This 16 September 2023 marked the 50th anniversary of the murder of Chilean singer-songwriter, composer, poet, and theatre director Víctor Jara. It was no “mistake” or “excess” in the midst of the repressive chaos after the coup. Those who know the Chilean Army will understand that it is a perfect machine that functions with absolute order or vertical command, without the slightest possibility for any improvisation.

“…What a frightening sight is the face of fascism!
They carry out their plans with artful precision.
Without a care for anything
Blood for them is a medal
The slaughter is an act of heroism…”,

Victor wrote in the last hours of his life from the Chile Stadium in the centre of Santiago, which had been converted by the military into an internment and torture camp. He was one of the artistic symbols of the Popular Unity government, a communist militant, one of the most talented theatre directors of his generation in Latin America and the cultural ambassador of Salvador Allende’s Chile.

He had to be one of the first military targets of the coup plotters. After several attempts to investigate his assassination – the most serious and effective was carried out by the team of journalists from the Chilevisión channel, led by my friend Pedro Azocar – the perpetrators were finally found and several of them ended up in prison almost half a century later. But we still do not know the names of the masterminds or the details of the mechanism of death that flowed in those tragic times, between Pinochet and the executioners in uniform in the torture and extermination centres that operated throughout the country.

The Chilean army continues to keep its macabre secrets and the murderers continue to die of old age proud of their “mission” accomplished. In return, the generation that did military service in those days continues to suffer from alcoholism and serious psychological disorders.

The murder of Victor Jara, like the looting of the Baghdad Museum under the watchful eye of the US military or the destruction of Soviet monuments and books by the Ukrainian Nazis, was a military operation directed against the heart of the enemy: its culture.

In 1970, after the murder at a demonstration of the young Chilean communist Miguel Angel Aguilera, Victor wrote one of his most tremendous songs; ‘El alma llena de banderas’ said:

“There, under the earth
You are not asleep, brother, comrade
Your heart hears the spring sprout
That, like you, the winds will blow”.

Much was said about the prophecy of several of his texts (‘Soldier, don’t shoot me’, etc.). I don’t think so, it was simply rational logic in the face of the harsh reality of a fight to the death, with no need for literary embellishments about “mysticism”, “presentiments” or “destinies”. Victor, like his comrades in popular and politically committed art, understood perfectly well what he was exposing himself to. He was a fighter, not a victim, as seen from this perspective. He simply did what he sang about until the no end, just like President Allende.

I find it very scandalous and unbelievable that what impresses people most is the ability of artists or politicians to be consistent. If what we were taught as so normal was to change our jacket many times when it suited us, to adapt our speeches “to avoid problems”, or after writing more than a decade about the crimes of the dictatorship in Chile, in the times of the Soviet Union, then in the times of Yeltsin after making a request for an interview with Pinochet to present him with a public apology for criticising him “being young and influenced by communist propaganda”; as a well-known Russian journalist did and then proudly told his readers about it. Sadly, he was not the only one. How many artists and politicians have done the same or worse things lately? In the case of Chile on the other hand, many former Pinochet supporters repented and condemned the dictatorship because speaking well of Pinochet officially became a bad business. In this strange world living and dying according to what you sing or what you say seems to be the most incredible and rare thing.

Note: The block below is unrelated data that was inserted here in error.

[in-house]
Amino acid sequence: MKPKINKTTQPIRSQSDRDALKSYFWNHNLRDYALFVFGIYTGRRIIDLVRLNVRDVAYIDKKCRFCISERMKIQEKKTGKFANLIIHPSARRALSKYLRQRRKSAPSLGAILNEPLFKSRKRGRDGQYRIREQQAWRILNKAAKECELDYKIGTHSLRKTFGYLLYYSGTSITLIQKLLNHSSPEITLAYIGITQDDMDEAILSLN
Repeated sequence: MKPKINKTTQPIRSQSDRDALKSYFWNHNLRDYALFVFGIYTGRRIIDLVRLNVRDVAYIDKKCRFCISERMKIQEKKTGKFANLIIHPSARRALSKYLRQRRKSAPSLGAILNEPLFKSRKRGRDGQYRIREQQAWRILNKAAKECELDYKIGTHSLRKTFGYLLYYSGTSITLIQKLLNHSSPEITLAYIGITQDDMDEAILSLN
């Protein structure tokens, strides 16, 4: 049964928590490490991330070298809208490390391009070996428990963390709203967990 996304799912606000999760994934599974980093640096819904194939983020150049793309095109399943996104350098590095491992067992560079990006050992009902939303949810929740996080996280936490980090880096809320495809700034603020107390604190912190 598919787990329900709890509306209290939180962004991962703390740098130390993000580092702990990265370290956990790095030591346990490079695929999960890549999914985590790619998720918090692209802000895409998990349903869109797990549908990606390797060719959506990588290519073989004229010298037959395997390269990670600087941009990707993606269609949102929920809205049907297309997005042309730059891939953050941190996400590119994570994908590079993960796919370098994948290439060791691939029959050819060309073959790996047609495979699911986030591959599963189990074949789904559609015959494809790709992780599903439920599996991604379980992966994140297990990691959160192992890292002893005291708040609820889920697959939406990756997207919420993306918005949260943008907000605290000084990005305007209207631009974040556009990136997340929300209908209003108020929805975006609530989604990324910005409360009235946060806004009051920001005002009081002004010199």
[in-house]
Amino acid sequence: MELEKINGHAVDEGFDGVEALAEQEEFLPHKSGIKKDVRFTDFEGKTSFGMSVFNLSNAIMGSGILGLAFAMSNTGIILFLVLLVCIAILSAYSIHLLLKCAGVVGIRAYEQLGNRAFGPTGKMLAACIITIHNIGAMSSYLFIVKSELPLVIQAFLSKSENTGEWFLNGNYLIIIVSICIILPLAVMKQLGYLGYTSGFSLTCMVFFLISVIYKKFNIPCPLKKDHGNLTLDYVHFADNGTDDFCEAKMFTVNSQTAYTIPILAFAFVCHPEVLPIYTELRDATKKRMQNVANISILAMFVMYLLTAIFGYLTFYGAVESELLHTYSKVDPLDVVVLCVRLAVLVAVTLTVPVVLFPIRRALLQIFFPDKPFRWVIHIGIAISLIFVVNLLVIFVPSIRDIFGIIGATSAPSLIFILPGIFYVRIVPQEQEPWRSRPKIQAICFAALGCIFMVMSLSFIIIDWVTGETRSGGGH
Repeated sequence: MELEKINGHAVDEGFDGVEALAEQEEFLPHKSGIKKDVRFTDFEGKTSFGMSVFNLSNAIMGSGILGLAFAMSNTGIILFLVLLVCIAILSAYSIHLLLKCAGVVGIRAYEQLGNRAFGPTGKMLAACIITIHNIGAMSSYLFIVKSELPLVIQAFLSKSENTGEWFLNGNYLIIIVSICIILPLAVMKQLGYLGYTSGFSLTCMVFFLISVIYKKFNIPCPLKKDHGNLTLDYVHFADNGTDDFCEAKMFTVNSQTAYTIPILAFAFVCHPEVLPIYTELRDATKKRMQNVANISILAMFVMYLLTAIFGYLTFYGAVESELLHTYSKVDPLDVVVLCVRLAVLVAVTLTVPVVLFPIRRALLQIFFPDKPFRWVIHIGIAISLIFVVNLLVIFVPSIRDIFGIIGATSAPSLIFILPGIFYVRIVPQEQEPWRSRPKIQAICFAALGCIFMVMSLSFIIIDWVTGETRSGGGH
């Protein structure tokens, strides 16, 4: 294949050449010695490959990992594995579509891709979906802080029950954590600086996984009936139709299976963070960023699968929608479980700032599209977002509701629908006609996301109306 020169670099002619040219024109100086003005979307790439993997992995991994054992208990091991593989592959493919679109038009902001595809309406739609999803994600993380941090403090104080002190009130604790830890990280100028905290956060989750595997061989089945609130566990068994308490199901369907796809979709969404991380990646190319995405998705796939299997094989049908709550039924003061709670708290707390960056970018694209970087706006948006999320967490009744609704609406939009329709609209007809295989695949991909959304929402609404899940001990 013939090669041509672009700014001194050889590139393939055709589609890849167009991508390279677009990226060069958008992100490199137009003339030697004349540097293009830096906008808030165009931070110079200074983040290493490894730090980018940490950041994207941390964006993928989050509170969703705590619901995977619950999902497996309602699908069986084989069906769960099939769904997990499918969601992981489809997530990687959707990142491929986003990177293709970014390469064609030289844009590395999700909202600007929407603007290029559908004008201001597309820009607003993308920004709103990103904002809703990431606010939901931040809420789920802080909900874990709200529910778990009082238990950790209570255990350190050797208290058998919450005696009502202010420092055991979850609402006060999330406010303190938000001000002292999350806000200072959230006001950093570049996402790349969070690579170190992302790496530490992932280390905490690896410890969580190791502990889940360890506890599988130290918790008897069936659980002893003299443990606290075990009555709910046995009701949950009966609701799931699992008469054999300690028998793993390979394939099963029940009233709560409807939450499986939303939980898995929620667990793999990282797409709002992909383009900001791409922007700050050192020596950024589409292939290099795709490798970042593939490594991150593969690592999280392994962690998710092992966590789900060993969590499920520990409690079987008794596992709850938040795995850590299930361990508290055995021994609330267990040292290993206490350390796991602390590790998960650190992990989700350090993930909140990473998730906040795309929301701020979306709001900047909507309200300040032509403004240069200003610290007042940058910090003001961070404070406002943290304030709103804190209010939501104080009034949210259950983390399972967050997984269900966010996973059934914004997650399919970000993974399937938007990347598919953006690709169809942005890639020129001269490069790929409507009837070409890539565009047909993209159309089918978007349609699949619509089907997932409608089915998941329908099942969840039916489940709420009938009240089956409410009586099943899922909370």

To talk about Víctor Jara today is not only to remember the tragedy of Chile 50 years ago, it is to touch the essence of the great national anti-imperialist and at the same time very internationalist Latin American construction of the last century, an urgent search for self-identity and an authentic culture, rooted in our lands and our blood. Victor’s art and that of those like him have been the antidote to the alienating fashions imposed on us, an instrument of profound human transformation:

“…Which is not a rich man’s guitar
Nor anything like it
My song is of the scaffolding
To reach for the stars
That singing has meaning
When it pulsates in the veins
Of the one who will die singing
The real truths
Not fleeting flattery
Nor foreign fame
If not the song of a slice of fish
To the bottom of the earth…”.

September is spring in Chile. Just like the seeds of the flowers of the Atacama, which for years can sleep under the desert sand, awakening when the clouds of the Pacific bring them water, Victor’s heart will one day hear the spring of Latin America and of the world. With so many lyrics, so many notes and so many lives sown on the musical map of the world, the human children of the future will discover this solid and much-needed continent of dreams, the continent called Victor Jara.

The original article can be found here